Number of co-authors:8
Number of publications with 3 favourite co-authors:Jörn W. Janneck:2Robert Esser:2Raymond E. Levitt:2
Yan Jin's 3 most productive colleagues in number of publications:Raymond E. Levitt:5Jörn W. Janneck:4Robert Esser:4
Computer analyst to programmer: "You start coding. I'll go find out what they want."
-- Popular computer one-liner
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Publications by Yan Jin (bibliography)
Jin, Yan, Esser, Robert and Janneck, Jörn W. (2003): Analysis-oriented semantics definition of visual languages. In: HCC 2003 - IEEE Symposium on Human Centric Computing Languages and Environments 28-31 October, 2003, Auckland, New Zealand. pp. 189-191.
Jin, Yan, Esser, Robert and Janneck, Jörn W. (2002): Describing the Syntax and Semantics of UML Statecharts in a Heterogeneous Modelling Environment. In: Hegarty, Mary, Meyer, Bernd and Narayanan, N. Hari (eds.) Diagrams 2002 - Diagrammatic Representation and Inference - Second International Conference April 18-20, 2002, Callaway Gardens, GA, USA. pp. 320-334.
Christensen, Lars Chr., Christiansen, Tore R., Jin, Yan, Kunz, John and Levitt, Raymond E. (1999): Modeling and Simulating Coordination in Projects. In Journal of Organizational Computing and Electronic Commerce, 9 (1) pp. 33-56.
A main challenge in managing projects is identification and understanding of interactions between subtasks. These interactions give rise to dependencies between activities in the project plan. The resulting interdependence between members of the project team requires them to coordinate extensively during project execution. Project managers need a systematic methodology for describing and analyzing coordination requirements on project teams. This need is not met in traditional tools for project planning and scheduling. In this article, we describe an object-oriented framework for modeling projects and a methodology for formalizing these models such that they can be used for discrete event simulation of information processing and coordination in project execution. Our modeling framework represents projects in terms of objective (requirements), product (solution deliverables), process (activities), and organization (participants and relations). We then use matrix techniques to explicate the constraints between project requirements and deliverables (complexity), the contingencies in information flow between activities (uncertainty), and the resulting coordination requirements between project team members. The model and coordination measures can be used as input for simulation of project execution and give predictions for the probable effects of carrying out proposed changes in planning and managing projects. To illustrate how enterprise modeling and analysis can inform project planing and execution, we apply our framework and methodology to model and simulate a simplified project for development of hydraulic systems. Our simulation results demonstrate how project performance is contingent on the fit between the project policies and the objectives and preferences of the project team.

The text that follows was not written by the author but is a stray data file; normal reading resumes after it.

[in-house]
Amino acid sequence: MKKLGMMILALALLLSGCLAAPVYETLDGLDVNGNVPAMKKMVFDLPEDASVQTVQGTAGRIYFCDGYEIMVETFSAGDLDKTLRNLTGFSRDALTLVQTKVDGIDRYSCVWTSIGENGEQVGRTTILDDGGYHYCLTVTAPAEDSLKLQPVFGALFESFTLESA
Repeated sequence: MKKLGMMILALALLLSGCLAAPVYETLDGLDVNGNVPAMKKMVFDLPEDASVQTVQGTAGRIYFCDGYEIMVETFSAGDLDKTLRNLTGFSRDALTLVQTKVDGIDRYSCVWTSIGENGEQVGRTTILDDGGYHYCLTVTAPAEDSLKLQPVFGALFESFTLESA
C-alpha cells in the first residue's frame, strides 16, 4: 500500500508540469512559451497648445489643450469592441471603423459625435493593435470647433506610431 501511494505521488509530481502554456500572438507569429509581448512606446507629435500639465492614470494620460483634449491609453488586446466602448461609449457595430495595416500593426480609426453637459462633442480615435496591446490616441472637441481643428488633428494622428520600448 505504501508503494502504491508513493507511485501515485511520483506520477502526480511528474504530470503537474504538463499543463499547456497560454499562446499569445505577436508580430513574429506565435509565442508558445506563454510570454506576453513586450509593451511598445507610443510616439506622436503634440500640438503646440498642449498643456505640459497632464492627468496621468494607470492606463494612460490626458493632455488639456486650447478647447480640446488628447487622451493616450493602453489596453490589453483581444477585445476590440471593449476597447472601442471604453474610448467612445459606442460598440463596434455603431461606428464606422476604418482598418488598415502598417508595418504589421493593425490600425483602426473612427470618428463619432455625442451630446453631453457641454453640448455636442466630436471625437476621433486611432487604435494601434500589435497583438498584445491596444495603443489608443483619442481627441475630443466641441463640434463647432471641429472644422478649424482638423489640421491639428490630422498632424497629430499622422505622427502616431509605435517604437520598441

© All rights reserved Christensen et al. and/or Lawrence Erlbaum Associates
Kunz, John C., Christiansen, Tore R., Cohen, Geoff P., Jin, Yan and Levitt, Raymond E. (1998): The Virtual Design Team. In Communications of the ACM, 41 (11) pp. 84-91.
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